White Light for Faster Communication

A nanocrystal-based material converts blue laser emission to white light for combined illumination and data communication (Source: KAUST)

A nanocrystal-based material converts blue laser emission to white light for combined illumination and data communication (Source: KAUST)

A nano­crystalline material that rapidly makes white light out of blue light has been developed by researchers at King Abdullah University of Science and Techno­logy KAUST. While Wi-Fi and Bluetooth are now well established techno­logies, there are several advantages gained by shortening the wavelength of the electro­magnetic waves used for trans­mitting information. Visible-light commu­nication (VLC) makes use of parts of the electro­magnetic spectrum that are unre­gulated and is potentially more energy-efficient. VCL also offers a way to combine information trans­mission with illu­mination and display techno­logies, for example, using ceiling lights to provide internet connec­tions to laptops.

Many such VLC appli­cations require light-emitting diodes (LEDs) that produce white light. These are usually fabricated by combining a diode that emits blue light with phos­phorous that turns some of this radiation into red and green light. However, this conversion process is not fast enough to match the speed at which the LED can be switched on and off. “VLC using white light generated in this way is limited to about one hundred million bits per second,” said KAUST Professor of Electrical Engi­neering Boon Ooi. Instead, Ooi and their colleagues use a nano­crystal-based converter that enables much higher data rates.

The team created nano­crystals of cesium lead bromide that were roughly eight nanometers in size using a simple and cost-effective solution-based method that incor­porated a con­ventional nitride phosphor. When illuminated by a blue laser light, the nano­crystals emitted green light while the nitride emitted red light. Together, these combined to create a warm white light.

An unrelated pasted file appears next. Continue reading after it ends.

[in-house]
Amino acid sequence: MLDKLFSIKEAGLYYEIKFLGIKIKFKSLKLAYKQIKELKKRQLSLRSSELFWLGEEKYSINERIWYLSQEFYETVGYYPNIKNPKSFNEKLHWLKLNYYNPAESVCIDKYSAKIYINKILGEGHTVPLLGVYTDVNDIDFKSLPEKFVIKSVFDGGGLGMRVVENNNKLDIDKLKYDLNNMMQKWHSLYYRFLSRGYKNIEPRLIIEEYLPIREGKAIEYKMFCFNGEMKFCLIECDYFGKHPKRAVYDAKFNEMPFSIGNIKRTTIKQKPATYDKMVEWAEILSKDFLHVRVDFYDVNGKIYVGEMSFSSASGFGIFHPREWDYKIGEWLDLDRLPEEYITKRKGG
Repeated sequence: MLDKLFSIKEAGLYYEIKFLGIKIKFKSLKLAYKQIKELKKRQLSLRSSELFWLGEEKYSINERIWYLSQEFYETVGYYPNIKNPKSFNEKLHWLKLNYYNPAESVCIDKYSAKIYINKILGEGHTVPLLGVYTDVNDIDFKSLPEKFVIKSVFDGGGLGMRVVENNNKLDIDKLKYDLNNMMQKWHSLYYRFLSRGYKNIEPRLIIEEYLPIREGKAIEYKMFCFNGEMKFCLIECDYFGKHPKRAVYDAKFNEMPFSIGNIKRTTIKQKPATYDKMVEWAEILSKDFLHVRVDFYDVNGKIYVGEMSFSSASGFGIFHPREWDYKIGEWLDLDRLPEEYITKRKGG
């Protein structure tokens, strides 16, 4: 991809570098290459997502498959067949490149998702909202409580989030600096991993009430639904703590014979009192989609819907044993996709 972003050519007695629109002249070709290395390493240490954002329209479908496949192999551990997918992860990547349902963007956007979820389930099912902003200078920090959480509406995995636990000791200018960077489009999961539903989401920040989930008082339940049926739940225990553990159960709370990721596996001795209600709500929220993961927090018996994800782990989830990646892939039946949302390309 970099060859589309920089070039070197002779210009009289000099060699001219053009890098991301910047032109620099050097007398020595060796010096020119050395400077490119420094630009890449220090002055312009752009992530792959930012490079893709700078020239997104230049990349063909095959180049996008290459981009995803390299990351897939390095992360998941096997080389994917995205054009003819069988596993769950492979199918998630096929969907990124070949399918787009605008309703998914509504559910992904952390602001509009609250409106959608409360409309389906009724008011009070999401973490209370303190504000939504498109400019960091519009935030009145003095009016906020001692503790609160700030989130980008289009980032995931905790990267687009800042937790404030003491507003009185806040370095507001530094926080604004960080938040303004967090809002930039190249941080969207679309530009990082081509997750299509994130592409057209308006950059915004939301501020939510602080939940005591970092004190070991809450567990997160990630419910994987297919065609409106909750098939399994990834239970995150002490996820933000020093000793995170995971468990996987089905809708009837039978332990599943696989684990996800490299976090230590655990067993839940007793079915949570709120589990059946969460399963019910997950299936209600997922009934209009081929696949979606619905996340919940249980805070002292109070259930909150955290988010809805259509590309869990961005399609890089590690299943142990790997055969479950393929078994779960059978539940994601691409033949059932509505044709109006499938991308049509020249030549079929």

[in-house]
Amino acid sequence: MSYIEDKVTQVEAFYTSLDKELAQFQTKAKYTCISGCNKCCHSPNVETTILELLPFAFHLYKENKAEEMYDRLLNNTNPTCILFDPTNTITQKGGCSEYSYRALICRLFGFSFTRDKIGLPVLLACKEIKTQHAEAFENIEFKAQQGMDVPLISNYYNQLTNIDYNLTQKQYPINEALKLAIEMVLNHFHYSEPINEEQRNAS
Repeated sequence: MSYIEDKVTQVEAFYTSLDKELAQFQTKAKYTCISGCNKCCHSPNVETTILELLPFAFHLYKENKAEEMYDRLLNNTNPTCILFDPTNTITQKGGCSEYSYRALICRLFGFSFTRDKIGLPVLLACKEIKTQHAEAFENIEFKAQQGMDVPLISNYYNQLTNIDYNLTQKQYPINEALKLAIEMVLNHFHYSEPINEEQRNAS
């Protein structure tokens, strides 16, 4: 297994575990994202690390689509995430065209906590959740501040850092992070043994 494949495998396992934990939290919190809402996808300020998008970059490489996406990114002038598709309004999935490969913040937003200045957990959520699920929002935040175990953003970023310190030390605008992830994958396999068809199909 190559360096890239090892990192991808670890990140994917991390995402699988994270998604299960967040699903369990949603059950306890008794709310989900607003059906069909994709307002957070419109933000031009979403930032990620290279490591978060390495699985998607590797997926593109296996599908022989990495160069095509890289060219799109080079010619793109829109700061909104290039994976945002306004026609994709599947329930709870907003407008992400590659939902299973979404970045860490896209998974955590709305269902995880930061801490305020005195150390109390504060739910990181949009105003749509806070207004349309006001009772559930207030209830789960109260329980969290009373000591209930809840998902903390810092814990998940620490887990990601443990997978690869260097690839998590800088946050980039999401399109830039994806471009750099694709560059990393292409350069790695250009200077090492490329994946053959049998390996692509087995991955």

The researchers charac­terized the optical properties of their material using a technique known as femto­second transient spectros­copy. They were able to show that the optical processes in cesium lead bromide nano­crystals occur on a time-scale of roughly seven nano­seconds. This meant they could modulate the optical emission at a frequency of 491 Megahertz, 40 times faster than is possible using phos­phorus, and transmit data at a rate of two billion bits per second.

“The rapid response is partly due to the size of the crystals,” said Bakr. “Spatial con­finement makes it more likely that the electron will recombine with a hole and emit a photon.” Impor­tantly, the white light generated using their perovskite nano­structures was of a quality comparable to present LED techno­logy. “We believe that white light generated using semi­conductor lasers will one day replace the LED white-light bulbs for energy-ef­ficient lighting,” said Ooi. (Source: KAUST)

Reference: I. Dursun et al.: Perovskite Nanocrystals as a Color Converter for Visible Light Communication, ACS Phot. 3, 1150 (2016); DOI: 10.1021/acsphotonics.6b00187

Link: Photonics Laboratory, Computer, Electrical, and Mathematical Sciences and Engineering CEMSE, King Abdullah University of Science and Technology KAUST, Thuwal, Saudi Arabia

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